Today's recipe is one of those that's inspired by typical restaurant fair, cheesy chicken and rice.
If you're like us, you might like the food at restaurants but hate the price and noise. Seriously, if you have sensitive ears or the least bit of hearing loss, going out to eat isn't all that fun. Hubby and I used to enjoy going out, even though he's always had issues hearing the waiters and me thanks to a childhood injury. Then I started slowly loosing my hearing five or six years ago now, and it's just gotten sad.
Our conversations in restaurants these days mostly consists of, "What did you say?" and, "I beg your pardon." Well, they do if we're out alone on our two or three date nights a year. We each end up taking a girl and spending most of the meal answering their questions and tending to their needs when we all go out as a family. Hubby and I have given up trying to talk to one another more than absolutely necessary on such occasions. It's the same, "Can you repeat that?" and, "Huh?" as it is when we're alone but with questions and pleas for help interrupting us.
So, a few years back, I started reverse engineering some of our favorite restaurant meals. You know me though, I can never leave well enough alone though, so I made a few of my own additions. In this case, I added some veggies to my version of El Camino Real's Cheesy Chicken and Rice.
|Cheesy Chicken and Rice with Side Salad|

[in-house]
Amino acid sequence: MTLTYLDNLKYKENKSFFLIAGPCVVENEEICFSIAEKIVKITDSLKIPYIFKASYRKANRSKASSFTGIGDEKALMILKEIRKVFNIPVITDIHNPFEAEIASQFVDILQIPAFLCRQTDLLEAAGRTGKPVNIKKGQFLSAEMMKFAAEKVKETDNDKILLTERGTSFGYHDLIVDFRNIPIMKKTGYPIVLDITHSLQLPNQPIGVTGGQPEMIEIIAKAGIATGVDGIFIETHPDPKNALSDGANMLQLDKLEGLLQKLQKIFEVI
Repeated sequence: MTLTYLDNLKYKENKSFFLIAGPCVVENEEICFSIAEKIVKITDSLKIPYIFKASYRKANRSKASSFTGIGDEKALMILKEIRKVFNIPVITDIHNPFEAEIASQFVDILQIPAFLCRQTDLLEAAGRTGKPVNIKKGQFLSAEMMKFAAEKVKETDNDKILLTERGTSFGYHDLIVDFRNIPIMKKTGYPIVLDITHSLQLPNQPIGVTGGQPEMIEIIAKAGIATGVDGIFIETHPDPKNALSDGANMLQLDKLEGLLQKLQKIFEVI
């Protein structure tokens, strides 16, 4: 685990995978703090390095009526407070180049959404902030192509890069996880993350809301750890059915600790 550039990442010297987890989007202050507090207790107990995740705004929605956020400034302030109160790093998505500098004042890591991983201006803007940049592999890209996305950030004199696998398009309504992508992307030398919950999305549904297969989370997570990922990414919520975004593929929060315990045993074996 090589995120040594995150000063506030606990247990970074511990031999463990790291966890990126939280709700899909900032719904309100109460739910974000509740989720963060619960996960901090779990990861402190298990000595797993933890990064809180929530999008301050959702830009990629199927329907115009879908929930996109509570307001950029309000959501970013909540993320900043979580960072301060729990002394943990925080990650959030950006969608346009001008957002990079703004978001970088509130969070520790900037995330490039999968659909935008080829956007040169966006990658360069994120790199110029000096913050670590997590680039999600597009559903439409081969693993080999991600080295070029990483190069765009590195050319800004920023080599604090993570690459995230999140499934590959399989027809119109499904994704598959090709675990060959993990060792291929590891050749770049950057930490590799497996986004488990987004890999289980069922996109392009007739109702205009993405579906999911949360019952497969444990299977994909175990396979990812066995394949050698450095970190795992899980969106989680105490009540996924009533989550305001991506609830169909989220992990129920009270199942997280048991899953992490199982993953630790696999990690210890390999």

20 oz. Shredded Chicken
1 Cup Rice (Uncooked)
2 Cups Chicken Broth
1 Can Diced Tomatoes with Chillies (Drained)
1 Small Can Sliced Black Olives (Drained, Optional)
1 Jar Queso Dip
2 Tbsp. Chili Powder
2 Tbsp. Parsley
1 Tbsp. Onion Powder (Or 1 Small Onion, Diced)
1 Tbsp. Garlic Powder
2 tsp. Ground Red Pepper
I've started pouring my rice into a mesh strainer and rinsing it well before cooking to remove any powders left behind in processing. You'll be amazed when you see the water running off the rice!
In a large pot, combine chicken, rice, broth, tomatoes, chili powder, onion powder, garlic powder, red pepper, and parsley. (I usually take the shaker bit off the parsley powder to make it easier to measure and rub it between my hands to quick grind it into a fine powder instead of the huge flakes most come in.) Stir it well, place the pot over medium high heat, about 6 or 7 on a numbered dial, and bring it to a boil. Make sure you stir, scraping the bottom of the pot, every four or five minutes to prevent sticking and scorching.
Once it comes to a roiling boil, back off on the heat to medium low, or about a three on a numbered dial. Let it simmer there until it starts to become a little tough to stir. (Don't forget to give it a good stir every four to five minutes, or the rice will stick and scorch.)
Here's the trick to it. Take your pot off the heat when you still have a few shallow pockets of broth sitting on top of the rice. This will help the cheese sauce thin enough to mix evenly and keep the dish moist even after reheating. (It's another one of those recipes that will feed a family of four for at least two or three meals, so this is important.) It will make it a touch on the soupy side that first evening, but even fully cooked rice is going to absorb a bit more liquid as it cools. Plus you get the added bonus of this pulling the cheese flavor into the rice itself!
Once your rice is off the heat, add the olives and cheese dip and stir until combined.
You may be wondering why I didn't tell you to add the olives with the tomatoes. I actually did that the first time I made this, and they became hard, crunchy, and tasteless. It wasn't nice.
Yeilds roughly eight adult servings.